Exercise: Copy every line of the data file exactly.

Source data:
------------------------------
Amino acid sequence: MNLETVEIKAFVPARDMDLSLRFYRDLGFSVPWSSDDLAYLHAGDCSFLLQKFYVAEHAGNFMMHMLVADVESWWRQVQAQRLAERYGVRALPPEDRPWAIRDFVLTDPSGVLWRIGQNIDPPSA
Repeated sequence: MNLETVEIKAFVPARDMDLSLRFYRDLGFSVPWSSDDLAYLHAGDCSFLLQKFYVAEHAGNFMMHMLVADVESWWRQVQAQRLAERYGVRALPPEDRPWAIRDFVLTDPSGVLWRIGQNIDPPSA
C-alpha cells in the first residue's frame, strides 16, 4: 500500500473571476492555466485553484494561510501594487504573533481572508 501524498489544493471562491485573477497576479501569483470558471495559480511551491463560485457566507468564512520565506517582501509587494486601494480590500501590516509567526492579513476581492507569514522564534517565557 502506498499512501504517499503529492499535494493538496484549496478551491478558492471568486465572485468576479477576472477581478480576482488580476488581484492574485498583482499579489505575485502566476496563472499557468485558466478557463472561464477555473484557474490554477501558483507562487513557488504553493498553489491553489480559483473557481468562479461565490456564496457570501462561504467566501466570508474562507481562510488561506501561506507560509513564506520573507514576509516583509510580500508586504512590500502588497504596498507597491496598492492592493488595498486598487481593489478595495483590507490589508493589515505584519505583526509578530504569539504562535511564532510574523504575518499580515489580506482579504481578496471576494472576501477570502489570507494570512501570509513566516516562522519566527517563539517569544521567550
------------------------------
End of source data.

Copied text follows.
Amino acid sequence: MNLETVEIKAFVPARDMDLSLRFYRDLGFSVPWSSDDLAYLHAGDCSFLLQKFYVAEHAGNFMMHMLVADVESWWRQVQAQRLAERYGVRALPPEDRPWAIRDFVLTDPSGVLWRIGQNIDPPSA
Repeated sequence: MNLETVEIKAFVPARDMDLSLRFYRDLGFSVPWSSDDLAYLHAGDCSFLLQKFYVAEHAGNFMMHMLVADVESWWRQVQAQRLAERYGVRALPPEDRPWAIRDFVLTDPSGVLWRIGQNIDPPSA
C-alpha cells in the first residue's frame, strides 16, 4: 500500500473571476492555466485553484494561510501594487504573533481572508 501524498489544493471562491485573477497576479501569483470558471495559480511551491463560485457566507468564512520565506517582501509587494486601494480590500501590516509567526492579513476581492507569514522564534517565557 502506498499512501504517499503529492499535494493538496484549496478551491478558492471568486465572485468576479477576472477581478480576482488580476488581484492574485498583482499579489505575485502566476496563472499557468485558466478557463472561464477555473484557474490554477501558483507562487513557488504553493498553489491553489480559483473557481468562479461565490456564496457570501462561504467566501466570508474562507481562510488561506501561506507560509513564506520573507514576509516583509510580500508586504512590500502588497504596498507597491496598492492592493488595498486598487481593489478595495483590507490589508493589515505584519505583526509578530504569539504562535511564532510574523504575518499580515489580506482579504481578496471576494472576501477570502489570507494570512501570509513566516516562522519566527517563539517569544521567550